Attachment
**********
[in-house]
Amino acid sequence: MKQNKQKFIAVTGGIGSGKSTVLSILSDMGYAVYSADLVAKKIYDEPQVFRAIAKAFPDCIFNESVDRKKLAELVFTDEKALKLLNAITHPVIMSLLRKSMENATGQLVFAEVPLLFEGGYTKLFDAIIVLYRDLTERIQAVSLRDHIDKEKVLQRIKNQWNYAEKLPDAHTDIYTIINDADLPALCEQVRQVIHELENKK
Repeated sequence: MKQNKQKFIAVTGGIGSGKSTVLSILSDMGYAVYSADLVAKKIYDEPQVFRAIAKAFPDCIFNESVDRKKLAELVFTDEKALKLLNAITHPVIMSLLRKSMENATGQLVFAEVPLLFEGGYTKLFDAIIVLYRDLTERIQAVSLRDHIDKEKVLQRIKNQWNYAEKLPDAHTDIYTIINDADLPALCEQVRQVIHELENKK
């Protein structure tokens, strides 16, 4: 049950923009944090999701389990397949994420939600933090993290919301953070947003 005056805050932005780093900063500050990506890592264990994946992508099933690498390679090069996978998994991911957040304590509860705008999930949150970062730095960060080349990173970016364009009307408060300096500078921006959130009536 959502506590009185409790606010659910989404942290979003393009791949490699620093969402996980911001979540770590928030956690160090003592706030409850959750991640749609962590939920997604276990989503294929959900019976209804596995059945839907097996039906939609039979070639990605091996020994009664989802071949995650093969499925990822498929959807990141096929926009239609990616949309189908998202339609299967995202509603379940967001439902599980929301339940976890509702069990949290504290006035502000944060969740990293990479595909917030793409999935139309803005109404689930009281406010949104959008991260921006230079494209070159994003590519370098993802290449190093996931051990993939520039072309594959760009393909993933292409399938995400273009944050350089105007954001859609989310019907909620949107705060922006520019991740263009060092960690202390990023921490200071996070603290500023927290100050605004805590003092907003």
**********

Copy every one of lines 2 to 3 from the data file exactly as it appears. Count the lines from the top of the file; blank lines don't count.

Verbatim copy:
Amino acid sequence: MKQNKQKFIAVTGGIGSGKSTVLSILSDMGYAVYSADLVAKKIYDEPQVFRAIAKAFPDCIFNESVDRKKLAELVFTDEKALKLLNAITHPVIMSLLRKSMENATGQLVFAEVPLLFEGGYTKLFDAIIVLYRDLTERIQAVSLRDHIDKEKVLQRIKNQWNYAEKLPDAHTDIYTIINDADLPALCEQVRQVIHELENKK
Repeated sequence: MKQNKQKFIAVTGGIGSGKSTVLSILSDMGYAVYSADLVAKKIYDEPQVFRAIAKAFPDCIFNESVDRKKLAELVFTDEKALKLLNAITHPVIMSLLRKSMENATGQLVFAEVPLLFEGGYTKLFDAIIVLYRDLTERIQAVSLRDHIDKEKVLQRIKNQWNYAEKLPDAHTDIYTIINDADLPALCEQVRQVIHELENKK